You have the experience. You have the interview skills. You know what you’re doing! You ace the phone interview, the in-person interview is a cakewalk, and you know this job offer is coming your way. But before you can get the offer, your would-be employer asks for an aptitude test. It’s just a formality, so it shouldn’t be anything to worry about, right?
But then when it’s time to take the test it’s confusing. Maybe the questions are odd, there’s a time limit, or it covers information that isn’t really relevant to the position. But you persevere and finish it. However, you get a call two days later from the company’s HR department, who you didn’t even interview with, telling you that you didn’t get the job.
It’s hard not to feel devastated. How do you deal with losing a job you were perfect for due to what feels like a technicality? Here are a few things to know.
- The Company Doesn’t Make the Test
In most cases, the company you’re interviewing with doesn’t actually create the aptitude test themselves. They usually partner with an outside company. That means that these tests don’t necessarily reflect the job you’re in the running for. There isn’t anything wrong with you, and you aren’t deficient in any way—the test is likely based on ambiguous algorithms, or possibly flawed in some way.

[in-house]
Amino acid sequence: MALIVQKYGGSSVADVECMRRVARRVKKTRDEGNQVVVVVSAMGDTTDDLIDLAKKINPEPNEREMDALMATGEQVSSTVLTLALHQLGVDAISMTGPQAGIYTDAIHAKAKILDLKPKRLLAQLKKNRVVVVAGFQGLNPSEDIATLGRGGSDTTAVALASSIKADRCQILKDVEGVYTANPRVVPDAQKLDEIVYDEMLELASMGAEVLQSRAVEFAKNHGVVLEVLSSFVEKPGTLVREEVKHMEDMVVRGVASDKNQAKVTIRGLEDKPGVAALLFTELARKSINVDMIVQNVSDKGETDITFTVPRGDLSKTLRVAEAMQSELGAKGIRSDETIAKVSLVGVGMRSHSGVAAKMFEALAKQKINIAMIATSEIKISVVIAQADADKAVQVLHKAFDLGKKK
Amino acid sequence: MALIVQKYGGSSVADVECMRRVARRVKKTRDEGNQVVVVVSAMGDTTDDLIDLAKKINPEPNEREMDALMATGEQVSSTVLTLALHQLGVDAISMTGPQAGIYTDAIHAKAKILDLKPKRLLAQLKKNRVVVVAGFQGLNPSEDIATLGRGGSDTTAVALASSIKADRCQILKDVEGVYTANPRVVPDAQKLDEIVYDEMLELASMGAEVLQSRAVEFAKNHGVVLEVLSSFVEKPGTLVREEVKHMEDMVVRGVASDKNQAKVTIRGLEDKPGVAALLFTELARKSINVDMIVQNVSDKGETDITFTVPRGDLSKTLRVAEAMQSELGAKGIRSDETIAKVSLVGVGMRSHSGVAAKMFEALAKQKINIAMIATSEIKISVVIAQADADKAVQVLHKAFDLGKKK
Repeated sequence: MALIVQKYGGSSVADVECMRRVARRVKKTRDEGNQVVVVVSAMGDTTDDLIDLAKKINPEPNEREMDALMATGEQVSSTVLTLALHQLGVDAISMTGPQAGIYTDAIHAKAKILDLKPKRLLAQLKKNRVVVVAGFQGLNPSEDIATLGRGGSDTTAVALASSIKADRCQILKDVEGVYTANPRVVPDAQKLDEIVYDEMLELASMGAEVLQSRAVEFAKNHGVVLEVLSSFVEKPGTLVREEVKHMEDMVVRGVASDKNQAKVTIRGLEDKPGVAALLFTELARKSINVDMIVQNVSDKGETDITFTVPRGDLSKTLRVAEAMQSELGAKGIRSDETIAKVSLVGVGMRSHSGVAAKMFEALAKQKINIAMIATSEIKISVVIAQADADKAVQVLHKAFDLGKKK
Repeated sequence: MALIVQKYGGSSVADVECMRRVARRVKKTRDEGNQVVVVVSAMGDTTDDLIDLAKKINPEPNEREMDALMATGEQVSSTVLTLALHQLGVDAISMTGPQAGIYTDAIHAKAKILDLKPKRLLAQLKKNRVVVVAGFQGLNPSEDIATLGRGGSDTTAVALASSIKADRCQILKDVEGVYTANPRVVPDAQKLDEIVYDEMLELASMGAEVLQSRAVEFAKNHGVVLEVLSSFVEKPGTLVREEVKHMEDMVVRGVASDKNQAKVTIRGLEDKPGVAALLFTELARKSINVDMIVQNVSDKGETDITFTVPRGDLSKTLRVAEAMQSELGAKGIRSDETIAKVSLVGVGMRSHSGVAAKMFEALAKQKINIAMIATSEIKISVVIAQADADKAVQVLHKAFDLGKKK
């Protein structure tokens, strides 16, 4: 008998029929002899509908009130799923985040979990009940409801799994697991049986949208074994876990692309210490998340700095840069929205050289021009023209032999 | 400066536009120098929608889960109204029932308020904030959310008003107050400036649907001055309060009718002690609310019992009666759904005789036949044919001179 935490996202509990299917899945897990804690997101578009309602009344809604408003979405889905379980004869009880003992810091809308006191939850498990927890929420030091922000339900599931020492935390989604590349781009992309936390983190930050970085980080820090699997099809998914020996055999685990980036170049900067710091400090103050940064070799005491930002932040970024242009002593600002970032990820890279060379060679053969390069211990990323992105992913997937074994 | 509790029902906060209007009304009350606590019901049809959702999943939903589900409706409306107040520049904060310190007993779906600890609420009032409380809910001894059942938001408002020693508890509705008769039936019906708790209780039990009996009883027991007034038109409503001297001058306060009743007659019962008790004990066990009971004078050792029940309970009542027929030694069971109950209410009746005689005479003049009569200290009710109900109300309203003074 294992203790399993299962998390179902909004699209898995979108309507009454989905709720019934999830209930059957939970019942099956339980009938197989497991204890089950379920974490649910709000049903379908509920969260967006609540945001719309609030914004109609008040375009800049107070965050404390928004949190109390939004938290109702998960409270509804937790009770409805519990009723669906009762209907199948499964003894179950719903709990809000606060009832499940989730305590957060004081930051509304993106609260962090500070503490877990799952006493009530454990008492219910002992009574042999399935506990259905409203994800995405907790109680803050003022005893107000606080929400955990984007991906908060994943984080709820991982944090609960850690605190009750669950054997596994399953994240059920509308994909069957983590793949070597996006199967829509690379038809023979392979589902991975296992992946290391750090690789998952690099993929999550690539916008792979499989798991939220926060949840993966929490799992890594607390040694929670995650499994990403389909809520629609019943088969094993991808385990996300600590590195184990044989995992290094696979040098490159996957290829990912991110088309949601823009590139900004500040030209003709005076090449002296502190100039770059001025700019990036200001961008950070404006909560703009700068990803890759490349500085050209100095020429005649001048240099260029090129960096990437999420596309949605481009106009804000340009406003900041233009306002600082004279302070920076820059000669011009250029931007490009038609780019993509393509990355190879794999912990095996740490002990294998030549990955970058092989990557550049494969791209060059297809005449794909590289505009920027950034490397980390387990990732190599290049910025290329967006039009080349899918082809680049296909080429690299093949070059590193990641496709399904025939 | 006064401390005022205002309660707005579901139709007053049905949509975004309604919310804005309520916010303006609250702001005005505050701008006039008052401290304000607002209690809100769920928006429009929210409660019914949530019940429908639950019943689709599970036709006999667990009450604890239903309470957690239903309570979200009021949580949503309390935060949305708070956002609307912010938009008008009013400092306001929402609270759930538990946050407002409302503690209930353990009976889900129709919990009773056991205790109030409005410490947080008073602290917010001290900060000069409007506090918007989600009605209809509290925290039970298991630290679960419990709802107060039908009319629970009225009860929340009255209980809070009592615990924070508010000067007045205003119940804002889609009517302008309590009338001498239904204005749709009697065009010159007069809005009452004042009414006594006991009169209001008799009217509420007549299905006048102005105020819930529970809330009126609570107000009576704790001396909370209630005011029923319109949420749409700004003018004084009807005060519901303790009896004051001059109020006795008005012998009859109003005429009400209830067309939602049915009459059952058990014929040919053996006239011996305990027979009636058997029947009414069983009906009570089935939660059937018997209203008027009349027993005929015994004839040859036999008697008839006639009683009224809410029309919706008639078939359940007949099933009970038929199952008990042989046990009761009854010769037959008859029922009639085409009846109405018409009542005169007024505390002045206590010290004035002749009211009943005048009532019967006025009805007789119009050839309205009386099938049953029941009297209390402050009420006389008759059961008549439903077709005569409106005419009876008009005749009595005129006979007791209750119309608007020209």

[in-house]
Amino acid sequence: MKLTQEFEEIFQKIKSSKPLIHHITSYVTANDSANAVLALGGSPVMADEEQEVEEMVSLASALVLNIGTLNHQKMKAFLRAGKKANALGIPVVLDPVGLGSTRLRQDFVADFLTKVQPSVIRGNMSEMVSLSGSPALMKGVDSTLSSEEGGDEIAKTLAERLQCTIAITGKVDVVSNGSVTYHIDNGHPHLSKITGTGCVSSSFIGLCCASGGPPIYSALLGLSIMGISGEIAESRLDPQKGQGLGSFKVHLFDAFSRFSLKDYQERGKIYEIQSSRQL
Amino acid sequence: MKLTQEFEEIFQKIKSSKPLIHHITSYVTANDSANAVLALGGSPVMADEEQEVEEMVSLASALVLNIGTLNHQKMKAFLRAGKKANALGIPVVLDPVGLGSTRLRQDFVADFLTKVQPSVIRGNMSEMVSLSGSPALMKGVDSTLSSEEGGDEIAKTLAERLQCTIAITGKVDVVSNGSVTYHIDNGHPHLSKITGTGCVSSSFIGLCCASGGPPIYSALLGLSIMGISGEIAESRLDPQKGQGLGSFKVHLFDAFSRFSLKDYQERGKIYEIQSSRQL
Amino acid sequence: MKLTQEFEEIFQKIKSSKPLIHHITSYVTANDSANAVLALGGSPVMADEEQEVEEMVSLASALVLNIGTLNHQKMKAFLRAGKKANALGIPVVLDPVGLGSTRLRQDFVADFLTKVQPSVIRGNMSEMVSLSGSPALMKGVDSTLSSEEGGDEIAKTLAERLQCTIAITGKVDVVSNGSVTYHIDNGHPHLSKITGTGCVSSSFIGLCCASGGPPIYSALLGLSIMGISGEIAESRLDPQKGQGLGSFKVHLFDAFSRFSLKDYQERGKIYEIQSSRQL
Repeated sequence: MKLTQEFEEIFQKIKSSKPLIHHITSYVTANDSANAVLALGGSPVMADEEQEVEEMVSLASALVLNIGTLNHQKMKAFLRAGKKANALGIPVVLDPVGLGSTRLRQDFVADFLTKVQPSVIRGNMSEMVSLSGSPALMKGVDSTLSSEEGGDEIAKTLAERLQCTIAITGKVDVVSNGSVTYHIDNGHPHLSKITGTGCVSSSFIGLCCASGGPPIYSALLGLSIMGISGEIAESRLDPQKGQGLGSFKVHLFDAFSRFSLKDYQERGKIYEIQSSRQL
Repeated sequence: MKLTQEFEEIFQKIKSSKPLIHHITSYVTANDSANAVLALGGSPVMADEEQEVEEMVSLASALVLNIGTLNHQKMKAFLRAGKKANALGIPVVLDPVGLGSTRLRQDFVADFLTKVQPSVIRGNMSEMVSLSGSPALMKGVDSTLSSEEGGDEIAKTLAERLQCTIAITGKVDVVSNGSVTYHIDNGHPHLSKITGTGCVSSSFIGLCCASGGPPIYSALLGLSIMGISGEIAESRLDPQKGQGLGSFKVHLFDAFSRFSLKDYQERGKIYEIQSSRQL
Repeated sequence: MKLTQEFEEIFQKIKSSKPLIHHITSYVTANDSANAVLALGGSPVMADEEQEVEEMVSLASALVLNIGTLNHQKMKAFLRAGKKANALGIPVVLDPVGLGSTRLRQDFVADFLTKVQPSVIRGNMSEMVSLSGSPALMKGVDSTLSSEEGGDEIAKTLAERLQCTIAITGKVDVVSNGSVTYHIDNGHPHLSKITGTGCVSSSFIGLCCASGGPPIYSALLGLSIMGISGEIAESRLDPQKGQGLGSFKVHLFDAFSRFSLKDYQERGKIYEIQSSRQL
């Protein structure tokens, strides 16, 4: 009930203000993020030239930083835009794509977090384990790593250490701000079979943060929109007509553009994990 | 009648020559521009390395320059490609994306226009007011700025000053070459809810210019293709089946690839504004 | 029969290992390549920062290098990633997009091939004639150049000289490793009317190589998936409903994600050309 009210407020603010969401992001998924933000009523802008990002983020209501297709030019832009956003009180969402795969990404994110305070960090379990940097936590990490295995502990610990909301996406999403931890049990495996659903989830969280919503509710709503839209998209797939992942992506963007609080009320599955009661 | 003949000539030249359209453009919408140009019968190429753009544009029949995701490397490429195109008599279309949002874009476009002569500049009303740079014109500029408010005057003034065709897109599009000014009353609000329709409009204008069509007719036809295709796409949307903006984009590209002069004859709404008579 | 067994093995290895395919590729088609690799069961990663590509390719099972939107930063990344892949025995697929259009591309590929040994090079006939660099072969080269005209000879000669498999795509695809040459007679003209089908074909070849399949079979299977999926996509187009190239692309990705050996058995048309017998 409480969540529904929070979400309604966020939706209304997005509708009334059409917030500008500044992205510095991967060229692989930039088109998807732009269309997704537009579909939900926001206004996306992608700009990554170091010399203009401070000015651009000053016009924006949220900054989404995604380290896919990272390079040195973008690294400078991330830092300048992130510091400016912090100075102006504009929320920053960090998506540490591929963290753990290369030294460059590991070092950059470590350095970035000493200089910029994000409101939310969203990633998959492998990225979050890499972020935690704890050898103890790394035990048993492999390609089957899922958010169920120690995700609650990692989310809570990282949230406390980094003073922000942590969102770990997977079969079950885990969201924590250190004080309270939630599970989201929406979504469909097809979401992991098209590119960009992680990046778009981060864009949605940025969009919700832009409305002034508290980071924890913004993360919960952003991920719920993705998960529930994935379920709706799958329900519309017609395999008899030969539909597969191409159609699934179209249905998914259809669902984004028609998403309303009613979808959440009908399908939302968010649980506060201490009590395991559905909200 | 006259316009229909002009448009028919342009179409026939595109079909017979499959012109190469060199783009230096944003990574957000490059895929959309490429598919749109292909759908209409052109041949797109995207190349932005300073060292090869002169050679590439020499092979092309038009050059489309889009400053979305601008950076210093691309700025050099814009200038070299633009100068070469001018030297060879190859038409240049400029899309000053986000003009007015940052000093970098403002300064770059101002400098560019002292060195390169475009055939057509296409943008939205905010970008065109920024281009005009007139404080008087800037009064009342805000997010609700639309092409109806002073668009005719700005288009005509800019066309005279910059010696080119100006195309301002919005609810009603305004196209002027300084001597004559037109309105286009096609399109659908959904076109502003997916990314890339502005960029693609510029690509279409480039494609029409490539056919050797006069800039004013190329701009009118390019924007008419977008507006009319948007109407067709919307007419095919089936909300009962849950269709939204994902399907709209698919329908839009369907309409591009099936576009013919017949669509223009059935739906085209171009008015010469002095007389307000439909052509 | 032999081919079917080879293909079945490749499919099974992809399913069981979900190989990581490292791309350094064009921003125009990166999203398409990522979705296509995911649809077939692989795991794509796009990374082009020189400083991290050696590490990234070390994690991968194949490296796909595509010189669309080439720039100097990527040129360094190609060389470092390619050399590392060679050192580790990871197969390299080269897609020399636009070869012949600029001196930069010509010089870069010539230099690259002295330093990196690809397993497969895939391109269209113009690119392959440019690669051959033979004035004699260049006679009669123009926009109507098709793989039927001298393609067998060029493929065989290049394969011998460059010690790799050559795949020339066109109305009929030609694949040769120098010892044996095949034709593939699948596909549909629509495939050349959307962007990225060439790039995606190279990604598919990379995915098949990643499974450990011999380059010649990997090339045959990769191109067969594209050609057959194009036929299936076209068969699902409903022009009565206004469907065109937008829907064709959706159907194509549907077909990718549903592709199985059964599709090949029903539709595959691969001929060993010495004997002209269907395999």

- You Might Not Want to Work for a Company That Relies on an Aptitude Test
Aptitude tests can be a useful tool when it comes to evaluating new hires, but they are just that: a tool. Ideally, aptitude tests should be used in combination with your interview results and experience to determine if you’re a good fit. If a company immediately denies you a job offer purely because of test results, they might not be a great place to work after all. If they deny candidates on test results, they might fire or punish employees for other arbitrary reasons.
- Your Dream Job is Out There
There are plenty of positions out there that don’t require any sort of aptitude test. If you didn’t get this one, maybe it just wasn’t right for you. It can hurt, especially when you need a paycheck, but you’ll find a job that’s even better for you.
If you’re still looking for ways to ace your next aptitude test, check out this article from the Harvard Business Review. We’re rooting for you!
Have you ever taken an aptitude test for a job? How did it go? Let us know in the comments section below!